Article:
Bail for Immigration Detainees recently obtained statistics from the Ministry of Justice on the number of bail applications that are made at different hearing centres, and the outcomes of those hearings. There is quite a disparity in outcomes. For example, once withdrawn cases are set aside, the percentage of bail applicants granted at Taylor House in Central London was 39%, compared to 17% for Hatton Cross in West London, 23% at Newport and 16% at Glasgow.
Two of the leading agencies working with detained asylum seekers and migrants today call on the Home Office to suspend the roll-out of video-link hearings for detainees applying for bail from immigration removal centres.
Four Algerian men, each detained for between eleven and seventeen months whilst they awaited deportation, have been released following a landmark ruling which found that their detention was unlawful. This case has significance for those large numbers of detainees who continue to remain detained unnecessarily, and possibly unlawfully, for long periods.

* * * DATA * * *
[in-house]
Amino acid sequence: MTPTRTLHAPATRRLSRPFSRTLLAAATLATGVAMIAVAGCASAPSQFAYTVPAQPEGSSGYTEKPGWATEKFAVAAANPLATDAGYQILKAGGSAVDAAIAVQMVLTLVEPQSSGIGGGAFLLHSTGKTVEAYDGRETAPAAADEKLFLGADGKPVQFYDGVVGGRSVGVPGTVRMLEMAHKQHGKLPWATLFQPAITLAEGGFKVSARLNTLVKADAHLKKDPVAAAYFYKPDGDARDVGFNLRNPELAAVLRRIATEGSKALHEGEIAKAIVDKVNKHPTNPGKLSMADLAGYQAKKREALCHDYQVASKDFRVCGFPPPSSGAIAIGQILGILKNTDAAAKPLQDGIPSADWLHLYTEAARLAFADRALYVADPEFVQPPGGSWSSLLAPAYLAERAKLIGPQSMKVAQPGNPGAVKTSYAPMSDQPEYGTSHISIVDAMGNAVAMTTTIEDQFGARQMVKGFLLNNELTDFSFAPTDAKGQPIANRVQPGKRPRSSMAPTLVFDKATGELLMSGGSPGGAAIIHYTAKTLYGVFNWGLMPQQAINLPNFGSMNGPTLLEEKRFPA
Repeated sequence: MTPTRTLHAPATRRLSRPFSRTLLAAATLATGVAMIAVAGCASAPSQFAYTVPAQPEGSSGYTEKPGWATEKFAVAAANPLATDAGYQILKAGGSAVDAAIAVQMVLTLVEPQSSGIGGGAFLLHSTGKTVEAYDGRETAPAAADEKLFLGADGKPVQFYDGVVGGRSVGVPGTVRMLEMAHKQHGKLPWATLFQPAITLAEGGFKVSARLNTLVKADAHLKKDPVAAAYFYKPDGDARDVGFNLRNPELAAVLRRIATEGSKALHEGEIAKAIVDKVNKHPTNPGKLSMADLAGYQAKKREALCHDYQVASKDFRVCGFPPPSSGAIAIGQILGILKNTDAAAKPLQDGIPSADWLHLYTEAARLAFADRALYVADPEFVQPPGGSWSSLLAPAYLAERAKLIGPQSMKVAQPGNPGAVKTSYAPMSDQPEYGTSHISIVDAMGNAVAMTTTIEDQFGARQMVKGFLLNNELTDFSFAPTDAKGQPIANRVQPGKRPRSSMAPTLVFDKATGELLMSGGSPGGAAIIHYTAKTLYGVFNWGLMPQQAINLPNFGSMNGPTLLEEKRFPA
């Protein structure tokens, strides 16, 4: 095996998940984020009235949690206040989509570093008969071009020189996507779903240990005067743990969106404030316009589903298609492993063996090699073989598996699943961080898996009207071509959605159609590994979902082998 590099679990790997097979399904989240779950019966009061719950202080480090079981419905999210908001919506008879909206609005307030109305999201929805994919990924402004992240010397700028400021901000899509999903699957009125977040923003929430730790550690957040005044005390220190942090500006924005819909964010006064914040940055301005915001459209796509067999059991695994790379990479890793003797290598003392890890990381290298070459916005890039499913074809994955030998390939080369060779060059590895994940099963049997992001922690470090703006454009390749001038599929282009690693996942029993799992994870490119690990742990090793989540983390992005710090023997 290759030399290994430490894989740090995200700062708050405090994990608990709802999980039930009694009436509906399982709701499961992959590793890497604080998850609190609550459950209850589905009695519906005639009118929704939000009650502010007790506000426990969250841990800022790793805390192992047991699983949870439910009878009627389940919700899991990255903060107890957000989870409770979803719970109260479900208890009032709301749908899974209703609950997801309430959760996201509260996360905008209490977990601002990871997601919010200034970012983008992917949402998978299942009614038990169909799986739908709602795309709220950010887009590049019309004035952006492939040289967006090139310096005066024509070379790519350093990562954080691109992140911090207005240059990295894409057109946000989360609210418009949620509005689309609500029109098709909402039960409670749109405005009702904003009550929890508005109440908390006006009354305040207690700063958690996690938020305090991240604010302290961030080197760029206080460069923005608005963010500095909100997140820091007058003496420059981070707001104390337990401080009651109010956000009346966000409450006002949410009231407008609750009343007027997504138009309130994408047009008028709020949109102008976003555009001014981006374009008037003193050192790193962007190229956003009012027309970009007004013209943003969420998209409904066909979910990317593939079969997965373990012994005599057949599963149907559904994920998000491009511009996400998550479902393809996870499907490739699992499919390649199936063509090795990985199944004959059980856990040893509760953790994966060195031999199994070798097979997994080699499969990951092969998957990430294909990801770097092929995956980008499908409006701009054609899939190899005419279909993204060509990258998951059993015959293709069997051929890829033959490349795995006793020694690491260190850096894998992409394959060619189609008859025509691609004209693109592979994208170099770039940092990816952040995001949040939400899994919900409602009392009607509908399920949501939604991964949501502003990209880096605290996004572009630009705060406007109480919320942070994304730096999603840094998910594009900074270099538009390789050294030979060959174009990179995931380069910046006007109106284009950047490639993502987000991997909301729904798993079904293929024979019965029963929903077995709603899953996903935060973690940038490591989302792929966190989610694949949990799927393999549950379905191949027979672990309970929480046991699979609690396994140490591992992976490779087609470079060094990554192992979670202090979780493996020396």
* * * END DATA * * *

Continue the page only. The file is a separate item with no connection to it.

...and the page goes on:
Four Algerians who have been detained for between 14 and 18 months pending deportation - even though they want to return home - will invoke the ancient law of habeas corpus to seek their freedom in a high court test case next week.Their case, which will be heard next Monday, will shine a spotlight on detainees who are routinely subjected to much longer periods in custody than the controversial 42 days maximum ministers are seeking for suspects detained before charge.
Bail for Immigration Detainees (BID) is a registered Charity No. 1077187. Registered in England as a Limited Company No. 03803669. Accredited by the Office of the Immigration Services Commissioner Ref. No. N200100147.
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